Penny and I have just had a lovely week in southern Greece, re-aquainting ourselves with the Swallowtails and Scarce Swallowtails whose abundance on Continental Europe thrilled me on my first visits there as a teenager. I suppose that I am a bit blasé half a century later, so that they no longer turn my head. But I love to see them floating around above scented bushes or occasionally speeding away at top speed.
Even after many visits, there is also much to stalk and hunt, and this time I was delighted to persuade a male Cleopatra, like a Brimstone but with striking orange blotches on its forewings, to settle for a while. They are almost as powerful flyers as the Swallowtails and much less prepared, at least in my experience, to stay still. They remind me, too, of a famous butterfly hoax which you can read about here. It involved the curious looking creatures top and bottom in the trio on the left (with a standard Brimstone in the middle). As my link describes, the painted fakes were declared to be a new species by Linnaeus but later unmasked by Fabricius - and you don't get more eminent among classifiers than those two. They were stamped on in a fury when they were exposed, but luckily a painstaking entomologist re-assembled them and they are now in the British Museum of Natural History in London.
I was creeping about in search of Cleopatras when something even more orange caught my eye, at rest on a strongly-scented mauve shrub which grew in large bushes by the beach, a sort-of mixture between buddleia and spiraea. As I cautiously drew nearer, it upped and went, giving me time only to register it as some sort of Tiger moth. We have recently had Scarlet Tigers in Oxfordshire in their usual Summer abundance, but this was different. Ever-hopeful, I edged quietly to the other side of the bush and there it was, happily nectaring and happy to take part in a prolonged photo session which allowed me to take it from almost every angle. As I was doing so, another British couple came up and were extremely pleased to join in the photoshoot. In my little insect-hunting excursions from the beach, which was as colourful as the butterflies and moths in a different way, as you can see from the small photo left), I met half-a-dozen other enthusiasts for photographing butterflies and moths. Update: Many thanks for the Comment below - I completely forgot to add the vital fact that this is a Jersey Tiger, a moth which is notably disloyal to its name. I even had one in Leeds. Abroad it has different titles, for example L'Ecaille chinée in France, or the Chinese Tortoiseshell. The moth is famous in Greece for swarming at the 'Valley of the Butterflies' on Rhodes which is one of the island's most heavily-promoted attractions.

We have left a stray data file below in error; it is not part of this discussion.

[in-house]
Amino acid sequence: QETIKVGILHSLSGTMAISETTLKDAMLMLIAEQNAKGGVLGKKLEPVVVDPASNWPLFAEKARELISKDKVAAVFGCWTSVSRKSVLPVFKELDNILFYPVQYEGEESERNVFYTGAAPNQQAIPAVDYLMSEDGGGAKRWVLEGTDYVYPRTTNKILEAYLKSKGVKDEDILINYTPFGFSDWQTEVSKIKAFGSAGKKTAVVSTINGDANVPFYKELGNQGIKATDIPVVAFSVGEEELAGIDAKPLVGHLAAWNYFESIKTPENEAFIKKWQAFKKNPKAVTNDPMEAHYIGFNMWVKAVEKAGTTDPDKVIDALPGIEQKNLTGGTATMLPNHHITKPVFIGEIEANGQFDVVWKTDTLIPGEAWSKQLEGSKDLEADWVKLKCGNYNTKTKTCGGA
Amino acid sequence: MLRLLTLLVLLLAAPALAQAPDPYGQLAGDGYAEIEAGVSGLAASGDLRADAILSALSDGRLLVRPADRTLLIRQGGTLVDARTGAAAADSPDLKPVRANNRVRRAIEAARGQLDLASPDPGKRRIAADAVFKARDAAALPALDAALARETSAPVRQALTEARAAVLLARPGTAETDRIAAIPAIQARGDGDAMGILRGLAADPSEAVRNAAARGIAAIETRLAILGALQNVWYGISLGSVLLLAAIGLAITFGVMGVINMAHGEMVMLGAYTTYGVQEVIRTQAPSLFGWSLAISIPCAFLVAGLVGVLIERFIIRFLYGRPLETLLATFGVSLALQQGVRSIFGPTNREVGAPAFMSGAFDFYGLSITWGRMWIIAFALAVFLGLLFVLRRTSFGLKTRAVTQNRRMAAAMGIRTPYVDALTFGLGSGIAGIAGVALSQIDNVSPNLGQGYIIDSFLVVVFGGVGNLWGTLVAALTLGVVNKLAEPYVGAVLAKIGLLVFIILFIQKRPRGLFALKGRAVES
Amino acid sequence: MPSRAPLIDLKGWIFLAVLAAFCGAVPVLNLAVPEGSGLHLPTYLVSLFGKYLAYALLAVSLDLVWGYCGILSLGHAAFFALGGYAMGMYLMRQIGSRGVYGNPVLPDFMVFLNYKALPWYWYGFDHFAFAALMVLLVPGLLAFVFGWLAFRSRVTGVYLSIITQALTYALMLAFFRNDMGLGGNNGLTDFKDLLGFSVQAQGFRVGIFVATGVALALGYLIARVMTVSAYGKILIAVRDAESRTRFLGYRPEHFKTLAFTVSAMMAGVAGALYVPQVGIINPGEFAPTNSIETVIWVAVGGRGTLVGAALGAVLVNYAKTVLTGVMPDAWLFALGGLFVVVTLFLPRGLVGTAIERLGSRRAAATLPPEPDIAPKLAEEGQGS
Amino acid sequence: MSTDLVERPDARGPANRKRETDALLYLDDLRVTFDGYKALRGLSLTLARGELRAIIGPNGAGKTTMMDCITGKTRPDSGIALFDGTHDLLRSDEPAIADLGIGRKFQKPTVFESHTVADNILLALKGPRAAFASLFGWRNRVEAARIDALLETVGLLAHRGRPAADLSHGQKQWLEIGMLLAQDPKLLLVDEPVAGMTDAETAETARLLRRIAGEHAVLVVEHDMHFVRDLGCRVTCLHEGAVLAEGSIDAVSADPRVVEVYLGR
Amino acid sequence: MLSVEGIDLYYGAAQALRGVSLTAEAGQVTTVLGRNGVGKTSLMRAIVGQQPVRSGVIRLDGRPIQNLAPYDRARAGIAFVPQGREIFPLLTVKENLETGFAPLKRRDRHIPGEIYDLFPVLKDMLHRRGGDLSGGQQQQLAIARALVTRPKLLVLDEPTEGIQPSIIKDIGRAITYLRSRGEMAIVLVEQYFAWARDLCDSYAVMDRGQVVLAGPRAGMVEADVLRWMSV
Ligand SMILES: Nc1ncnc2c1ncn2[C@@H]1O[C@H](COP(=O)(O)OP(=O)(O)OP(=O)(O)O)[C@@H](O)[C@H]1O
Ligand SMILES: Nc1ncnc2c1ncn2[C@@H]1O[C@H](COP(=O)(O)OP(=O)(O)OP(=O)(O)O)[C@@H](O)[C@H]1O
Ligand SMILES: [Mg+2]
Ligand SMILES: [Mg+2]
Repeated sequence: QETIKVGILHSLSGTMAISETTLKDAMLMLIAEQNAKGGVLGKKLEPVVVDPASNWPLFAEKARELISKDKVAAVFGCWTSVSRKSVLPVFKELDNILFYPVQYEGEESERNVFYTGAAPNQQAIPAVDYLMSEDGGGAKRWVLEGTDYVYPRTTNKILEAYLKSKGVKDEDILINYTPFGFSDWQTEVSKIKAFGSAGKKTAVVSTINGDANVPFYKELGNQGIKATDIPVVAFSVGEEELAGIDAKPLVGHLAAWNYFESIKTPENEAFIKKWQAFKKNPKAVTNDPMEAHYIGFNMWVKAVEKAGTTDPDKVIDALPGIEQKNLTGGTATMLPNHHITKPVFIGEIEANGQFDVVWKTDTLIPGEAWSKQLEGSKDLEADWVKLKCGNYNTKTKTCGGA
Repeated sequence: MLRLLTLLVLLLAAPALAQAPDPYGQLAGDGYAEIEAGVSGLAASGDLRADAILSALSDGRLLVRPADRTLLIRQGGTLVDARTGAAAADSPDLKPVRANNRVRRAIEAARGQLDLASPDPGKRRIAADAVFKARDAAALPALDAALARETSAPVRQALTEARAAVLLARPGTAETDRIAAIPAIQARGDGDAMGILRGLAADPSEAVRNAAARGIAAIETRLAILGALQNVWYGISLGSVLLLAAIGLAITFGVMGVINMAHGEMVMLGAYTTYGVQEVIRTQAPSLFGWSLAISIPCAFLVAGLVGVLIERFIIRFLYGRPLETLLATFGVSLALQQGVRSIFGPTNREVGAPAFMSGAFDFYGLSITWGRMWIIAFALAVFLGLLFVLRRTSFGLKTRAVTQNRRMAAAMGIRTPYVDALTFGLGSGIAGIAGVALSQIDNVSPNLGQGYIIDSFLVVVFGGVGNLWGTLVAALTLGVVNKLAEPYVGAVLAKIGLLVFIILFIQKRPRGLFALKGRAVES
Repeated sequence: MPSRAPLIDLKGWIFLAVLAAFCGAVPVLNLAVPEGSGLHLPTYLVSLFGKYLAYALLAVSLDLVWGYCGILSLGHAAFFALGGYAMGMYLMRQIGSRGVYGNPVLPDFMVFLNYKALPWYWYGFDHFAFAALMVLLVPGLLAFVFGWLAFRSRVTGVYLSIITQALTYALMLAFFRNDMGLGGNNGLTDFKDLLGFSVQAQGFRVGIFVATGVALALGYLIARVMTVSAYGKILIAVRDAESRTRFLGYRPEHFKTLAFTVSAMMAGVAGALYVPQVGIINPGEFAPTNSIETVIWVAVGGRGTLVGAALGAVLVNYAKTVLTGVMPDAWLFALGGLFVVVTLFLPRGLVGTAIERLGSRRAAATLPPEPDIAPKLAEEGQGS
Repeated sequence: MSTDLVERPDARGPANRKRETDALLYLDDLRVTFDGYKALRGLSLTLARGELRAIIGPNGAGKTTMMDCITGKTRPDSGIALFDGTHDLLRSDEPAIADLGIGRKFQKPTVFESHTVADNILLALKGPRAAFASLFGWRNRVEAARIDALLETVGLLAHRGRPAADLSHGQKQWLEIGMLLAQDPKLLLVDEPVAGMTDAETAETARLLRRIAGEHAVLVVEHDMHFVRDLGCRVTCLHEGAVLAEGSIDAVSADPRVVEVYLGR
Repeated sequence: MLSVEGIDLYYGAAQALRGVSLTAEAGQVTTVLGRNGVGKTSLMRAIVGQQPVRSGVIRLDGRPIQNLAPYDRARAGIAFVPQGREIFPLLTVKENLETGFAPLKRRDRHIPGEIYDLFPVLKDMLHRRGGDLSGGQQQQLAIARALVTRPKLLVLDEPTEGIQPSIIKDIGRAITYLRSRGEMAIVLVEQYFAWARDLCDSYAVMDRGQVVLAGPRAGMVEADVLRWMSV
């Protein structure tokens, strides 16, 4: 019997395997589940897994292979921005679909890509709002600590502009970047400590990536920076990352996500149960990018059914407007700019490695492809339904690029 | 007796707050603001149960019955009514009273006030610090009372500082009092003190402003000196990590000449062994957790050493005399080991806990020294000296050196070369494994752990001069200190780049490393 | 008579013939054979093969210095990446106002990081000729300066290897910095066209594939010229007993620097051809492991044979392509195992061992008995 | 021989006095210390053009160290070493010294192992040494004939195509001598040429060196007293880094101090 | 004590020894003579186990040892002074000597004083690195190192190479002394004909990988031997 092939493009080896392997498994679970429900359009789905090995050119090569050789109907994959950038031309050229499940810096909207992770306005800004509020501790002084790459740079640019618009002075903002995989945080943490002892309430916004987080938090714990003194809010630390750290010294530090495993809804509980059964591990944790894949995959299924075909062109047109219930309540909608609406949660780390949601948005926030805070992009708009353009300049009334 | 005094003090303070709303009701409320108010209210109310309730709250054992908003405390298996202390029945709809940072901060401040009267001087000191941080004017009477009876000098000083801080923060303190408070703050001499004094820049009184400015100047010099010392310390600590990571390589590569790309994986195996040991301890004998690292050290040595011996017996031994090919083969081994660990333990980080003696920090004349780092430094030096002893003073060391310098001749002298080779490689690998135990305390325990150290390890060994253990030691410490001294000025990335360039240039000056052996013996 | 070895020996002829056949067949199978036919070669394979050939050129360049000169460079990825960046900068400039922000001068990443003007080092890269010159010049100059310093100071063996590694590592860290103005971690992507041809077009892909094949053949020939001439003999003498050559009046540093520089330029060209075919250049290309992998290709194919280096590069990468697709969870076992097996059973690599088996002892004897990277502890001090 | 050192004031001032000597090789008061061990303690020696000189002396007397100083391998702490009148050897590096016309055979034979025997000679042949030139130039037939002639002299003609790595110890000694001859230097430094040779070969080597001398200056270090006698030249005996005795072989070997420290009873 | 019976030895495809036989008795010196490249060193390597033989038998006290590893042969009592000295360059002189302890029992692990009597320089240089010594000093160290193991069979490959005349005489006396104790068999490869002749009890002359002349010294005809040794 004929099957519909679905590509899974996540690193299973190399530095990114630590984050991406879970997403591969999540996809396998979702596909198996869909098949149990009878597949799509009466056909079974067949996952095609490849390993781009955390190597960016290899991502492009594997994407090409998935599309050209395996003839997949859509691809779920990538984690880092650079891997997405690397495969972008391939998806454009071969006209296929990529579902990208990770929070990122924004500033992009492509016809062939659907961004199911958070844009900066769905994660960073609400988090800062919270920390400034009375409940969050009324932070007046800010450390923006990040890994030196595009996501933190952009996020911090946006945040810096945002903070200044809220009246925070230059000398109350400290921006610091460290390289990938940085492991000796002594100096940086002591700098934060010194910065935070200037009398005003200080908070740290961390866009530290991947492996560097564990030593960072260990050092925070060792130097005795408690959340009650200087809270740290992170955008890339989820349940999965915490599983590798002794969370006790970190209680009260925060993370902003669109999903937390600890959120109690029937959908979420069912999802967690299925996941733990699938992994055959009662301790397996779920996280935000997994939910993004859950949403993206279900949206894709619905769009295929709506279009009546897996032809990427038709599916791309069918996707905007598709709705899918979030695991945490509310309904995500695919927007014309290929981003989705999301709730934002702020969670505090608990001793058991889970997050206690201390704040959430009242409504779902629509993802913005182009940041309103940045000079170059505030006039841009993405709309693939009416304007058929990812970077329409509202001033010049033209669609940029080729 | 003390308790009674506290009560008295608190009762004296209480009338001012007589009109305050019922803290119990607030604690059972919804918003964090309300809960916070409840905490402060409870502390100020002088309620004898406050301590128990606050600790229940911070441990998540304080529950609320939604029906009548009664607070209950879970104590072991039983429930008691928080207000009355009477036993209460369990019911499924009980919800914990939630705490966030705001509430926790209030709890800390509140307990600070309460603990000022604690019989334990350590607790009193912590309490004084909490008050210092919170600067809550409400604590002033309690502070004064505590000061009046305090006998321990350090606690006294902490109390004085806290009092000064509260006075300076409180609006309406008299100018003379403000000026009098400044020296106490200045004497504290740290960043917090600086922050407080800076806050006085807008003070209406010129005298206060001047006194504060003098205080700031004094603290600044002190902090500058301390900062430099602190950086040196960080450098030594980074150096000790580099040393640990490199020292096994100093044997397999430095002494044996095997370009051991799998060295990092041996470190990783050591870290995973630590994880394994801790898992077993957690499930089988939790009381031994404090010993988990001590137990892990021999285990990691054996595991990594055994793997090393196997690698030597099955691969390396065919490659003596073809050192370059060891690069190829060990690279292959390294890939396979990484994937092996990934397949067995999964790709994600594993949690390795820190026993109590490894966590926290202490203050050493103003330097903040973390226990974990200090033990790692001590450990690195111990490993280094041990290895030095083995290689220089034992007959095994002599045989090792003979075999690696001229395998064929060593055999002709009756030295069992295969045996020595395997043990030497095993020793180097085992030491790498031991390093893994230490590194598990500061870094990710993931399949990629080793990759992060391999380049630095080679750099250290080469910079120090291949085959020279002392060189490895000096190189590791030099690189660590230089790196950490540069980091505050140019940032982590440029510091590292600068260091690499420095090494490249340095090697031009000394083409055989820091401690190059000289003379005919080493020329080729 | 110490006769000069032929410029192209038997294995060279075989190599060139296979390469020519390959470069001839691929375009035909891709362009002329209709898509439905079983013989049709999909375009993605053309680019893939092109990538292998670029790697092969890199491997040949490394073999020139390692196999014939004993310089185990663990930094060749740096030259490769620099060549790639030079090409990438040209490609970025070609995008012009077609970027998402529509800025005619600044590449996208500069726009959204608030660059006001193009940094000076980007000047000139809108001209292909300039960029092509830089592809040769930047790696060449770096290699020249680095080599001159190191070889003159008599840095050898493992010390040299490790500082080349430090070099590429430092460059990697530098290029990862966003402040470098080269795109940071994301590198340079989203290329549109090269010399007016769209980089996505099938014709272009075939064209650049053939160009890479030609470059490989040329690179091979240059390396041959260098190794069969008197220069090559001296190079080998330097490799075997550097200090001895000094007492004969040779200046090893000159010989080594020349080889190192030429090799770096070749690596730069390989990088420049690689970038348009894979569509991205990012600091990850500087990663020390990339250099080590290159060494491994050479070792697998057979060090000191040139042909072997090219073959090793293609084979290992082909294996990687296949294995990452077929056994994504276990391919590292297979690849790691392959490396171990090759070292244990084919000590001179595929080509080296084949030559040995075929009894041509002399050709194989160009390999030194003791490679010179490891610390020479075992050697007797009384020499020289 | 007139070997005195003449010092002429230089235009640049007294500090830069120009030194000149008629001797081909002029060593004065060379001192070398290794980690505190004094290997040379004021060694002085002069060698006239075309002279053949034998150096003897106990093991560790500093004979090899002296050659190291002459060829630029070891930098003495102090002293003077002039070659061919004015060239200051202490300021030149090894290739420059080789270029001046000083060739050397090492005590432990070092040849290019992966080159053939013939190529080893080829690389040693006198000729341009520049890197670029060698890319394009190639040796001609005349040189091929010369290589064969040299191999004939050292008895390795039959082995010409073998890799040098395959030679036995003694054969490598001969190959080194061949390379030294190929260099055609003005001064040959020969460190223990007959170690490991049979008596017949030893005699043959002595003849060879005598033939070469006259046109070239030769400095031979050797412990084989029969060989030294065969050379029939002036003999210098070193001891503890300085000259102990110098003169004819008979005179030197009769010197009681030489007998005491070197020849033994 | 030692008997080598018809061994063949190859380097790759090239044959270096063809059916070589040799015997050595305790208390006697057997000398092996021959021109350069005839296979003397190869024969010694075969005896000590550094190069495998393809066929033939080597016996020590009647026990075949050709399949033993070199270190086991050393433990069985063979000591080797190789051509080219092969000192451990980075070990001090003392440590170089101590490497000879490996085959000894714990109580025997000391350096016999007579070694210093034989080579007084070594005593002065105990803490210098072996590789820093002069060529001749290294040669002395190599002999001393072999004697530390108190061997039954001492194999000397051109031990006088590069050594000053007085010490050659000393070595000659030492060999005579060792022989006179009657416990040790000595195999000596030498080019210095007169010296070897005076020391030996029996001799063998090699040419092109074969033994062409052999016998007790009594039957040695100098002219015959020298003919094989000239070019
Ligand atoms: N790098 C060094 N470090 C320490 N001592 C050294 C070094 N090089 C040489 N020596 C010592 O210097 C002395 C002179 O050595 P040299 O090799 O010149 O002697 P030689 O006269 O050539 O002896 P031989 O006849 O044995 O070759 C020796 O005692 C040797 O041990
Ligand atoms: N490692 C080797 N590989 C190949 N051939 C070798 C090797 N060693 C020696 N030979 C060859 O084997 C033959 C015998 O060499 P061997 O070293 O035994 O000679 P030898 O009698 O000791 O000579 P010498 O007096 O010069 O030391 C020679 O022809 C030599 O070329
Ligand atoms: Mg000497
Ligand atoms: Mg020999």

Not to mention other insects. The village and its surrounding countryside were full of curious creatures. The ghostly-green grasshopper above was bestriding a small shrub which the custodian of an old castle had planted amid the dusty ruins, one of a number of plants which he was carefully watering when we arrived. He had missed this one out and when we asked why, he said: "I do not like bugs." Thus we discovered the beautiful - and harmless - creature. He still preferred to keep away, so Penny watered the plant for him, so skilfully that (admittedly rather to his dismay), the grasshopper stayed put.
Here are some composite photos of other finds, with a couple of Scarce Swallowtails above, each missing a different tail, plus a glorious version of the Comma butterfly. It seemed brighter and quite a lot larger and I must check if there is a Continental species different from our own.